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District 97: Trouble With Machines

One of the more surprising albums of 2010, the District 97 debut effort Hybrid Child received more clamour for the fact that the band's singer Leslie Hunt had competed as a finalist in 2007's American Idol, than the excellent music it contained (although with Man On Fire singer Elise Testone reversing the journey for this year's TV talent contest, maybe it isn't as shocking as was first thought...). However in the cold light of day it wasn't merely Hunt's voice, or the prog-idol crossover shock that made the album stand out, the clash of traditional prog and a modern approach ensured that the music itself made Hybrid Child a worthy contender for time on any prog-lovers playlist.

So two years later and District 97 are back with their second album and while not much has changed, neither has much stood still, with Hunt still leading much of Trouble With Machines from the front, but only because what she is backed by is pretty damn impressive in the first place. As many prog albums do TWM splits into two types of songs. The long, meandering, jarring mini-epics and the shorter blasts of melody that offer light relief for those fatigued by off-kilter time signatures, vocal melodies that intentionally work against the keyboards/guitar lines and long drawn out arrangements. The effect is one where the album feels challenging and technical, while simultaneously being quite immediate and memorable, catchy even. Although when you revisit it, somehow the commercial sheen you imagined remembering isn't quite there, with more of the bristling riffs, keen piano forays and pounding drum adventures revealing themselves to be not as simple and straight forward as first thought. Every spin reveals more, with "The Perfect Young Man" howling through a guitar and Hammond battle that results in a bloodied tie, before the dancing hi-hat patterns and vocal harmonies between Hunt and guitarist Jim Tashjian come along to trounce all that have come before them. Talking of Tashjian, he really is a mighty talent, but then so is Rob Clearfield, who provides keyboards as well as the odd touch of six string magic.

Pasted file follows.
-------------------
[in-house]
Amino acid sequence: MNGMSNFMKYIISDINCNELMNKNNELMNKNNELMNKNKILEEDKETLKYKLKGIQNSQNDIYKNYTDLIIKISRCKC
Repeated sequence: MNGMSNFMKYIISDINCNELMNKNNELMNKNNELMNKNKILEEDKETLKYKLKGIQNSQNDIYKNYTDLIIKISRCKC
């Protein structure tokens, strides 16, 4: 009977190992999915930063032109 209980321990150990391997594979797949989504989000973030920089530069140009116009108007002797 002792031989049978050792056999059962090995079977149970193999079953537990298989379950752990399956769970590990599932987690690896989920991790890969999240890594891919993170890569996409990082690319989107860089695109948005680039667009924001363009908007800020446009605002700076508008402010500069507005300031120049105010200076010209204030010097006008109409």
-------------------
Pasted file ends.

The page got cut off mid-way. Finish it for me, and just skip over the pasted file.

From the shorter tracks, "Open Your Eyes" lets the vocals really stretch out in a more accessible way, but the ever on the move percussion from Jonathan Schang stops the bouncy riff from becoming just too straight ahead. Although stinging burst of harmony guitar, which are almost laughingly bright and jolly also knocks you out of any comfort zone you'd attempted to settle in. Then bassist Patrick Mulcahy brings the bottom end rumble to the District, with his forceful attack on the funky, almost jazzy romp of "Who Cares?" illustrating his importance to the band to the full.

Much though these shorter blasts are convincingly good fun, it really is where things become more extrovertly introverted that District 97 really make their mark, with the unsettling vocals of "Read Your Mind" leading you into a dreamy, yet threatening setting, before the ever evolving and often spacey "The Thief" brings a subtlety to Trouble With Machines that is only really hinted at elsewhere.

Far from being a flash in the pan prog band with an interesting back story, Trouble With Machines proves that District 97 are in it for the long haul. On the evidence of this album, they'll have a lot of people interested in their journey.


Track Listing
1. Back And Forth
2. Open Your Eyes
3. The Actual Color
4. The Perfect Young Man
5. Who Cares?
6. Read Your Mind
7. The Thief

Added: August 10th 2012
Reviewer: Steven Reid
Score:
Related Link: District 97 Online
Hits: 1989
Language: english

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» SoT Staff Roundtable Reviews:

District 97: Trouble With Machines
Posted by Geoff Glenister, SoT Staff Writer on 2012-08-10 12:28:49
My Score: